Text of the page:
Managing When You’re Not a Manager
BackBy Katherine Spencer Lee — January 2008
The word “manager” may not be in your job title or background, but don’t be surprised if at some point you’re asked to temporarily supervise employees or perform other duties typically associated with management at your company. In today’s collaborative workplace, the emphasis is on selecting the best people to fulfill specific needs, rather than on status in the organization. In IT, you may be called upon to lead teams consisting of individuals from within and outside your department, even if you’ve never directed others before.
Managing when you’re not a manager can be an excellent way to boost your visibility in the company. If you lead your group to success, you may be in a stronger position for advancement. However, uniting people when you lack formal authority over them can be difficult. Here are some tips for overcoming that challenge.
Make a Connection
Before an initiative begins, take the time to get to know all of the people on your team and how they will be involved in the project. What are their strengths? How do they feel their talents can best be used in the task at hand? Do they have any other work obligations that might conflict with your assignment? Learning more about each participant early on will help you put their skills to good use, which can not only help the group in general but can help support both you and the project. By meeting with team members, you also can address any concerns or questions privately before they become major issues.
Steer the Ship
Since you haven’t managed before, and therefore don’t have a familiar track record as a leader, people may have some reservations about your ability to get the job done. So, be sure to enter your first meeting with a plan that includes a timeline of events, individual assignments and broader goals. Showing everyone you have a vision for what’s ahead can put minds at ease and generate respect for you as a manager.
As you develop your strategy, be sure to allow some room for input from the group. People will want to have some say in the process, and soliciting their recommendations will make them more committed to the project. Be open-minded and willing to make some modifications to your original game plan.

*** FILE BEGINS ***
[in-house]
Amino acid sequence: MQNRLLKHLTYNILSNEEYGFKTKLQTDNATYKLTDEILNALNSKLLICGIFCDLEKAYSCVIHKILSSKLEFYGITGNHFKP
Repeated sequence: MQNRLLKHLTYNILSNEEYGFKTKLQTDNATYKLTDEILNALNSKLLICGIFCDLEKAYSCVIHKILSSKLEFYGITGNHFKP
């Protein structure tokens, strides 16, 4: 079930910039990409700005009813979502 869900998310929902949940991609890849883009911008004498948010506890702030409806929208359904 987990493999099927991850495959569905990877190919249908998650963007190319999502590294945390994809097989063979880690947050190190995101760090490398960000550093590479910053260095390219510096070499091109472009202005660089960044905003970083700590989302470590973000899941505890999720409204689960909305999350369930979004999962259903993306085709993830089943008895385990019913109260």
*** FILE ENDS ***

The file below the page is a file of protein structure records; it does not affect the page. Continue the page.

Be careful not to dictate commands. You want to give employees the information necessary to do their jobs without micromanaging. For example, someone may want to start software upgrades in one department, while you prefer he start with another department. If the end result is the same, you’re better off dropping the issue rather than risk building animosity.
Gaining respect from everyone in the group may not happen overnight, or at all. Despite your best attempts at team building, there may be some individuals who are critical of your management ability. In these situations, take immediate action and meet privately to discuss concerns. If there’s no improvement afterward, you may need to take up the problem with direct supervisors and find replacement workers.
Get Your Hands Dirty
Even though you’re the manager of the group, it’s important to show that you don’t see yourself as superior to others and above handling mundane tasks. For instance, if no one has time to contact a supplier to make sure a computer delivery will be there on time, do it yourself. The best leaders set the example for the entire team by helping when needed.
It’s easy to take credit for your team’s efforts when all goes well, but it’s just as important to shoulder the blame when things go wrong. Even if mistakes are made on an individual basis rather than by the entire group, you should be willing to take responsibility. You’ll show that you understand what it means to be in charge and may gain new supporters because of your commitment.
Finally, be sure to acknowledge contributions made by those on your team. Telling people how much you value their work can keep them motivated to do their best. If certain employees go above and beyond what is required, take the time to let their direct supervisors know of their extraordinary efforts.
Katherine Spencer Lee is executive director of Robert Half Technology, a provider of IT professionals on a project and full-time basis. She can be reached at email@example.com.